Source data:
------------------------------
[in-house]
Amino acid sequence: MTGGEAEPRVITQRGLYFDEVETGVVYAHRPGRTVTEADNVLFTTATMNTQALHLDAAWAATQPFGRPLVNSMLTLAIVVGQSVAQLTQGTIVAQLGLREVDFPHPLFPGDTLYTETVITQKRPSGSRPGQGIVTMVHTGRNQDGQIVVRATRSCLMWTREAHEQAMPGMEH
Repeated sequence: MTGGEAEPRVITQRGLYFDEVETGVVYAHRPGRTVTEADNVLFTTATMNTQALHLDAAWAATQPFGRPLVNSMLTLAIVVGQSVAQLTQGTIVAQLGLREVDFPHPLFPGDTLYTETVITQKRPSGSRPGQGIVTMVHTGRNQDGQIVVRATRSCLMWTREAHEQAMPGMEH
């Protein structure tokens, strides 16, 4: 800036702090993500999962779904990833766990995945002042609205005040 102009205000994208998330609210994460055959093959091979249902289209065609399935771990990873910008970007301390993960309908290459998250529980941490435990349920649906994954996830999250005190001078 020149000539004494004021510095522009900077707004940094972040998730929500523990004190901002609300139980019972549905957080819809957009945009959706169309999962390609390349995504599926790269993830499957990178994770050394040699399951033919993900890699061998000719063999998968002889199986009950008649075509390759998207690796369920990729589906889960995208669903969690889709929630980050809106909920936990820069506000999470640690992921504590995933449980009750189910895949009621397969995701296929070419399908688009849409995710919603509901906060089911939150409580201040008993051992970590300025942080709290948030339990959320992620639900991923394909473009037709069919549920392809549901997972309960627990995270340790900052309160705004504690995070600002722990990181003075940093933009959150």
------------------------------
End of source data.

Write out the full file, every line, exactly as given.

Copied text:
[in-house]
Amino acid sequence: MTGGEAEPRVITQRGLYFDEVETGVVYAHRPGRTVTEADNVLFTTATMNTQALHLDAAWAATQPFGRPLVNSMLTLAIVVGQSVAQLTQGTIVAQLGLREVDFPHPLFPGDTLYTETVITQKRPSGSRPGQGIVTMVHTGRNQDGQIVVRATRSCLMWTREAHEQAMPGMEH
Repeated sequence: MTGGEAEPRVITQRGLYFDEVETGVVYAHRPGRTVTEADNVLFTTATMNTQALHLDAAWAATQPFGRPLVNSMLTLAIVVGQSVAQLTQGTIVAQLGLREVDFPHPLFPGDTLYTETVITQKRPSGSRPGQGIVTMVHTGRNQDGQIVVRATRSCLMWTREAHEQAMPGMEH
């Protein structure tokens, strides 16, 4: 800036702090993500999962779904990833766990995945002042609205005040 102009205000994208998330609210994460055959093959091979249902289209065609399935771990990873910008970007301390993960309908290459998250529980941490435990349920649906994954996830999250005190001078 020149000539004494004021510095522009900077707004940094972040998730929500523990004190901002609300139980019972549905957080819809957009945009959706169309999962390609390349995504599926790269993830499957990178994770050394040699399951033919993900890699061998000719063999998968002889199986009950008649075509390759998207690796369920990729589906889960995208669903969690889709929630980050809106909920936990820069506000999470640690992921504590995933449980009750189910895949009621397969995701296929070419399908688009849409995710919603509901906060089911939150409580201040008993051992970590300025942080709290948030339990959320992620639900991923394909473009037709069919549920392809549901997972309960627990995270340790900052309160705004504690995070600002722990990181003075940093933009959150």